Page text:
What makes patients with fibromyalgia feel better? Correlations between Patient Global Impression of Improvement and changes in clinical symptoms and function: a pooled analysis of 4 randomized placebo-controlled trials of duloxetine.
ABSTRACT To investigate the relationship between changes in clinical rating scale items and endpoint Patient Global Impression of Improvement (PGI-I).
Data were pooled from 4 randomized, double-blind, placebo-controlled studies of duloxetine in patients with fibromyalgia (FM). Variables included in the analyses were those that assessed symptoms in FM domains of pain, fatigue, sleep, cognitive difficulties, emotional well-being, physical function, and impact on daily living. The association of endpoint PGI-I with changes from baseline in individual variables was assessed using Pearson product-moment correlations (r). Stepwise linear regression was used to identify those variables for which changes from baseline were statistically significant independent predictors of the endpoint PGI-I ratings.
Changes in pain variables and interference of symptoms with the ability to work were highly correlated (r >or= 0.5 or r <or= -0.5) with endpoint PGI-I. Moderate correlation with endpoint PGI-I (0.30 <or= r < 0.5 or -0.5 < r <or= -0.30) included changes in variables that assessed physical functioning, depression, anxiety, fatigue, and several variables related to impact on daily living. Independent predictor variables of endpoint PGI-I identified by stepwise linear regression included assessments for pain, physical function, vitality, anxiety, social function, and tender point thresholds.
In addition to pain reduction, what makes patients with FM feel better may include improvement in fatigue, physical functioning, mood, and impact on daily living. An assessment of these domains may be important in clinical trials of FM and in the management of patients with FM.
Article: Fibromyalgia: an afferent processing disorder leading to a complex pain generalized syndrome.[show abstract] [hide abstract]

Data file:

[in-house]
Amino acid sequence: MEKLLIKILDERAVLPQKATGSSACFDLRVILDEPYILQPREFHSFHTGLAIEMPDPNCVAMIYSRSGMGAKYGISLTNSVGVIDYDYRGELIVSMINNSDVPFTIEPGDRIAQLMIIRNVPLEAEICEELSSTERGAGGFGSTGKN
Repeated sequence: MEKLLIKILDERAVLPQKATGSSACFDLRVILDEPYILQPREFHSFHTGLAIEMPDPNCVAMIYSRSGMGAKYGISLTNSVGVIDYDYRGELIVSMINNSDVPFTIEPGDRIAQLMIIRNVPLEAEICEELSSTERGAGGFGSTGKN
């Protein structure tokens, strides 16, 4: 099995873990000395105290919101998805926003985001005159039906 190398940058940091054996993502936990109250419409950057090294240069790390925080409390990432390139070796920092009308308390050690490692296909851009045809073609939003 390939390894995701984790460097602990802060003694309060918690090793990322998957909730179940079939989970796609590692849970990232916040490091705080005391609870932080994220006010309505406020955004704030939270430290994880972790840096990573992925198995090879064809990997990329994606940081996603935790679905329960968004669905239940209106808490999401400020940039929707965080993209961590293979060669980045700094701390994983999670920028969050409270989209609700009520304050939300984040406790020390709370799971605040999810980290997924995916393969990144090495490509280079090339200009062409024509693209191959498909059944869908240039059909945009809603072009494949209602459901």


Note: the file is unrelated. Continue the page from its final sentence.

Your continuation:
ABSTRACT: Fibromyalgia is a condition which appears to involve disordered central afferent processing. The major symptoms of fibromyalgia include multifocal pain, fatigue, sleep disturbances, and cognitive or memory problems. Other symptoms may include psychological distress, impaired functioning, and sexual dysfunction. The pathophysiology of fibromyalgia remains uncertain but is believed to be largely central in nature. In 1990 the American College of Rheumatology (ACR) published diagnostic research criteria for fibromyalgia. The criteria included a history of chronic and widespread pain and the presence of 11 or more out of 18 tender points. Pain was considered chronic widespread when all of the following are present: pain in the left side of the body; pain in the right side of the body; pain above the waist; pain below the waist. In addition, axial skeletal pain must be present and the duration of pain must be more than 3 months. A tender point is considered positive when pain can be elicited by pressures of 4 kg/cm2 or less. For tender points to be considered positive, the patient must perceive the palpation as painful; tenderness to palpation is not sufficient. However, over the next 20 years it became increasingly appreciated that the focus on tender points was not justified. In 2010 a similar group of investigators performed a multicenter study of 829 previously diagnosed fibromyalgia patients and controls using physician physical and interview examinations, including a widespread pain index (WPI), a measure of the number of painful body regions. Random forest and recursive partitioning analyses were used to guide the development of a case definition of fibromyalgia, to develop new preliminary ACR diagnostic criteria, and to construct a symptom severity (SS) scale. The most important diagnostic variables were WPI and categorical scales for cognitive symptoms, un-refreshed sleep, fatigue, and number of somatic symptoms. The categorical scales were summed to create an SS scale. The investigators combined the SS scale and the WPI to recommend a new case definition of fibromyalgia: (WPI > or = 7 AND SS > or = 5). Although there is no known cure for fibromyalgia, multidisciplinary team efforts using combined treatment approaches, including patient education, aerobic exercise, cognitive behavioral therapy, and pharmacologic therapies (serotonin norepinephrine reuptake inhibitors [e.g., duloxetine, milnacipran] and alpha 2-delta receptor ligands [e.g., pregabalin]) might improve symptoms as well as function in patients with fibromyalgia.Pain physician 14(2):E217-45. · 10.72 Impact Factor